“The Central Coast is burning down,” laments Susie Bright in her daily blog on June 25. “Big Sur has been on the edge of destruction since the weekend : The air is orange and choking gray with smoke, the heat like an iron:.
“I can’t tell you how this is going to end. Local residents and Forest Service people are going at it with their bare hands, bulldozing everything in sight to defend their homes. Everyone is primed to evacuate, if they haven’t been already; all are displaced.”
The longtime feminist activist and host of a weekly radio program entitled In Bed with Susie Bright knows the Big Sur coast well and is saddened by what she worries will be the destruction of a community that nurtured the likes of Henry Miller and Robinson Jeffers, countless Beat Generation artists, writers, and poets, as well as its influence on psychotherapy, modern architecture, and nature photography.
The fires began on Saturday, June 21, a bit before 1 p.m. when a thunder cell moved onshore just south of Big Sur. The lightning strikes sparked three new fires. Two of them, eventually dubbed the Gallery and Basin fires, immediately took off.
The statistics are easy to rattle off: the total amounts of acreage burned, firefighters on the scene, numbers of engines and aircraft rise steadily. Despite massive efforts, by June 25 the fires have merged to form one large chunk of burning wilderness that is slowly expanding outward into the interior, the flames working their way north toward Pfeiffer Big Sur State Park, northeast toward Tassajara Hot Springs, and southeast up the north and south forks of the Big Sur River.
For those who love this wilderness and are concerned about which parts are burning, by now the fire has eaten its way through Sykes Camp and the hot springs, burned up over the top of the Ventana Double Cones, and is threatening to make an end run north around the backside of Mount Manuel.
This morning’s press release from Kathy Good, the Forest Service PIO (Sunday, June 29), does not bode well. Late Saturday night the fire had been extremely active, burning to the north, south, and to the east. In short, it is expanding in all directions into the interior. With the terrain being extremely steep and the chaparral loaded with dead or drying fuels, the fire is expected to continue to burn actively towards the Palo Colorado community which is located north of Big Sur.
Looking at the map it is easy to see that much of the area that is burning is inside the Ventana Wilderness where there are no roads, no easy access, and very few safety zones from which firefighters might be able to work directly on the advancing flames.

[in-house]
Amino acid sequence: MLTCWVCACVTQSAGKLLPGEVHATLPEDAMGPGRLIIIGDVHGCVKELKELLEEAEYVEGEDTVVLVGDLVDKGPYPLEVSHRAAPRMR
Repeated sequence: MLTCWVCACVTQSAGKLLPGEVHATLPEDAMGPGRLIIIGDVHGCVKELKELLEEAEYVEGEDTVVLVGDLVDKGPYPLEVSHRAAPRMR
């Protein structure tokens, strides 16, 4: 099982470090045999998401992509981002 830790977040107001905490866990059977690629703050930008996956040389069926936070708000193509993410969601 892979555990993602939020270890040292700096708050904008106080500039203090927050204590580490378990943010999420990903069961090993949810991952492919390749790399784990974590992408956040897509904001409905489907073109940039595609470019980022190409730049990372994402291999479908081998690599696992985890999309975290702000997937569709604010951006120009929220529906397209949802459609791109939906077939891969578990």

It is possible before this fire is out that most of the Ventana Wilderness will be charred, similar to what occurred with the Zaca Fire last year and the Day Fire the year before. The difference here, though, is that both hundreds of houses and a way of life that has been built up over the past century may be at stake.
I will be up in the Big Sur area early Monday morning to get a handle on the fire’s impacts, but my conversations with several local community members already has left an uneasy feeling inside me.
Kody Greenwood grew up on the Big Sur coast and for the past week he has been working 16-hour days with friends building fire lines in places where there aren’t enough firefighters to do the job. “I’ve seen that the Forest Service is saying that there are 16 homes that have been destroyed, but I’ve seen a handful of others totally burned out that aren’t on the list.”
Kody paused, and then explained, “So many of those who live here aren’t the rich ones, those with the big houses. Many of them are just the regulars that make up much of the Big Sur community, those that have the low-paying jobs but live here anyway because we love it so much.
“Many of them live in small places in the backs of other properties, tucked away where they really aren’t seen. There may be hundreds of homes that are still at risk, but there are already a lot of people who don’t have anything to go back to.”
The historic Stone House, located on Graves Ridge, one of the areas first hit by the fire, was one of those that burned. Built by Spanish stone masons in 1924 for the late poet Harry Lafler, it was reportedly the scene of visits by Jack London, John Steinbeck, and Robinson Jeffers, among others.
Set on one of the many open ridges, with impressive views of the coast and the deep, forested canyons on either side, it was directly in the path of the fire. Where there were once exquisitely cut stone walls and hand -carved wooden beams, now there is little but ruins.
“I lost everything in 1979 when my home burned down,” Susie Bright remembers. “All my diaries from when I was a girl, my family letters, all the books and photographs. The stench was with me for years – and I found that this weekend’s events sent me sobbing back under a blanket, like a child.”
For now, residents like Kody Greenwood are so busy dealing with the immediacy of the fire that there is little time to reflect or to think too far into the future. There is simply too much to do.
That will change, too, and one wonders what life will hold when the fire is over, the firefighters have gone, and reality sets in.